Watching Pride and Prejudice is not the same as reading the book

The 1996 BBC series with Jennifer Ehle and Colin Firth. A thought occurs.

Why are all the parents and parent figures (such as Lady Catherine, and Mr and Mrs Gardiner) portrayed as though they were in their sixties in so many adaptations of Pride and Prejudice? If you read the book the ages of Mr and Mrs Bennett, Lady Catherine etc. are never mentioned explicitly, unlike the younger characters, but simple mathematics suggests they aren’t meant to be in their sixties. Take the Bennett’s as our illustration. The Bennett sisters like the other younger characters are between fifteen and twenty-eight. Even if their parents/aunts/uncles etc. were in their late twenties by the time they were married and the eldest children (Jane Bennett/Mr Bingley/Mr Darcy/Miss De Burgh/Charlotte Lucus) born then they’d only be in their mid to late forties at the time of the story, if not already dead.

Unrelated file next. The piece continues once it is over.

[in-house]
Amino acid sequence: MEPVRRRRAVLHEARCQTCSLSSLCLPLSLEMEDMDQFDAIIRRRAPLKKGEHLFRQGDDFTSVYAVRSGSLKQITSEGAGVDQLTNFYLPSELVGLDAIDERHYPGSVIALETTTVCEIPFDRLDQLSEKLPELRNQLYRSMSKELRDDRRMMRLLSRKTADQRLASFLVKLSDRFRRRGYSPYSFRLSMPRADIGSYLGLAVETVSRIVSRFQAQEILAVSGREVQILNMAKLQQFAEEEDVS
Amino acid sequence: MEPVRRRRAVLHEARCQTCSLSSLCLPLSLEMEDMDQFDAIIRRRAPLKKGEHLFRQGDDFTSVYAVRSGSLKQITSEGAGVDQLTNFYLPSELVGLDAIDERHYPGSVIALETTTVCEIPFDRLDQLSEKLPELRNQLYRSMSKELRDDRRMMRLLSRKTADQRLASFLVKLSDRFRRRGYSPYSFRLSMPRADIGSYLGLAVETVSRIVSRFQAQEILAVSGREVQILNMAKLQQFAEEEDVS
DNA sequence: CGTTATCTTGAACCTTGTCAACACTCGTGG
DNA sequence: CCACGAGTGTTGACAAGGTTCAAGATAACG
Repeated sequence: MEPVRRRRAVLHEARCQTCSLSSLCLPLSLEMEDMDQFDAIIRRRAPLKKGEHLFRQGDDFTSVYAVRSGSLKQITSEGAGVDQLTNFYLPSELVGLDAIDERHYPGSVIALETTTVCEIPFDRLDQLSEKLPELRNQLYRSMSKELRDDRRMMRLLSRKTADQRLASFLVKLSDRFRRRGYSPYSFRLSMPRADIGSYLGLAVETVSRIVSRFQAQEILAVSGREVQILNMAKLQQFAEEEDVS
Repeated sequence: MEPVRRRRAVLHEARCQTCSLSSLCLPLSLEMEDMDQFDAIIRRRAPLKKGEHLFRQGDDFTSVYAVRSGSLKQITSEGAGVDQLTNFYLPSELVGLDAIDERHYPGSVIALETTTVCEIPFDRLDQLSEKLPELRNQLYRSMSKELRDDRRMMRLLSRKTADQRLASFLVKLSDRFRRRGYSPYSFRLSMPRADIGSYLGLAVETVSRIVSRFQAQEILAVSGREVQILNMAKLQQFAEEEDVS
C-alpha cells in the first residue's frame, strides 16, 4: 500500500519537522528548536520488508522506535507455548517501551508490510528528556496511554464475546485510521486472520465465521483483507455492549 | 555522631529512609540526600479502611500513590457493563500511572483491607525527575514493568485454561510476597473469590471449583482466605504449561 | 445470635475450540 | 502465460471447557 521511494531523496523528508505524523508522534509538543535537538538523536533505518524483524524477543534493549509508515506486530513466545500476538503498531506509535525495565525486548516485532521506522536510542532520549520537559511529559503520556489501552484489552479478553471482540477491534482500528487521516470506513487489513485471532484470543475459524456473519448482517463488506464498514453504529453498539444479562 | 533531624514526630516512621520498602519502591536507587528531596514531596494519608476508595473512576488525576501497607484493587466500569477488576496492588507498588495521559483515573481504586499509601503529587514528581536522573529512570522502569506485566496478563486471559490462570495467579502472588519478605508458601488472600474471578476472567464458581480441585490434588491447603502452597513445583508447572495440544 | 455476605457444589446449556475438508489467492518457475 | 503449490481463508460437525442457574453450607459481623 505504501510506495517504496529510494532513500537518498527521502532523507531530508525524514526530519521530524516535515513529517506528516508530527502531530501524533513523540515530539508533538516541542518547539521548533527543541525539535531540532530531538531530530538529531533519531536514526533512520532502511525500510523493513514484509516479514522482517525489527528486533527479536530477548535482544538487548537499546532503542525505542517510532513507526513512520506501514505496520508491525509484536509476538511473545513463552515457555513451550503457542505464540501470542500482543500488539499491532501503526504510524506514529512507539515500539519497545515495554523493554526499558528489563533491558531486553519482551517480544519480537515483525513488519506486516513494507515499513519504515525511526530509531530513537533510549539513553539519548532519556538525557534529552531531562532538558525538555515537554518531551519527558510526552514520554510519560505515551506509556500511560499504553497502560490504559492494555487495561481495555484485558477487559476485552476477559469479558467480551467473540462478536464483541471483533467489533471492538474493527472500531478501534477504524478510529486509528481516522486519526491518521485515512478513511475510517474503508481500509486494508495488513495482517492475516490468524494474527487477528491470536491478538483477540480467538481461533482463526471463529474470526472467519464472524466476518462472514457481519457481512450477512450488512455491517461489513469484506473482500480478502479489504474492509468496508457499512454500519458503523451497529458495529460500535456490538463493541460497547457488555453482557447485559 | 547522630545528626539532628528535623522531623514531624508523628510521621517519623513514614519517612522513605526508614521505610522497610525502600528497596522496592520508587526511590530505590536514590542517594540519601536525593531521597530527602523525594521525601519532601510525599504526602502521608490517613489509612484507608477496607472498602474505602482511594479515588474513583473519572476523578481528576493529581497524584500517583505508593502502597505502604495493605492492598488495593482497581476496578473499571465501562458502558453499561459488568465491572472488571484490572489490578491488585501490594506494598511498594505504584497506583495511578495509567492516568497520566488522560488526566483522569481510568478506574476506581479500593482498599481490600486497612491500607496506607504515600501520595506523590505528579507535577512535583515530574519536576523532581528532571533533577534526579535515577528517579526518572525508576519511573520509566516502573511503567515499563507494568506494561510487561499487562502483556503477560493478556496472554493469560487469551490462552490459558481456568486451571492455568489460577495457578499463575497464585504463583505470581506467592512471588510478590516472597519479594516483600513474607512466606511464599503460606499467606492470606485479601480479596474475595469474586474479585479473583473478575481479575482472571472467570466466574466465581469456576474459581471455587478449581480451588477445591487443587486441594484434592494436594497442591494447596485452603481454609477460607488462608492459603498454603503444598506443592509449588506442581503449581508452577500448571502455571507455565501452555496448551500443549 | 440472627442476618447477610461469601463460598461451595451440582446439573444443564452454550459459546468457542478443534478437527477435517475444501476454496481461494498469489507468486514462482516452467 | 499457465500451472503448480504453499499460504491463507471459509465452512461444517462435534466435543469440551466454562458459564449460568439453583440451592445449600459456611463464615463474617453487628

So why are they often portrayed as being in their sixties and seventies?

Part of the narrative tension is derived from the desperation of the Bennett parents to marry off their five daughters, because if their father dies before then they will lose everything as they are unable to inherit the family estate.

The average life expectancy in the nineteenth century was 41, but it wasn’t unheard of for people to live into their seventies and eighties. The aristocracy and gentry had the advantages of regular meals, not having to work in dangerous or back breaking conditions, and with the financial means to obtain access to rudimentary health care, compared to the majority of the population.

In the book, it’s obvious that their fears – as there was no respectable profession for unmarried gentry women – are based on an economic reality, though their fate may be many years distance. This was the reality for many eighteenth and nineteenth century women, no added impetus was needed in the form of aged parents. This fear is no longer relevant, and hasn’t realistically applied for almost a century.

That being the case is it possible that television and film makers exaggerate the ages of the older characters in order to replace the tension that original readers of P&P would have understood implicitly with the fear of parental death?

Or have they just not read the book closely enough?

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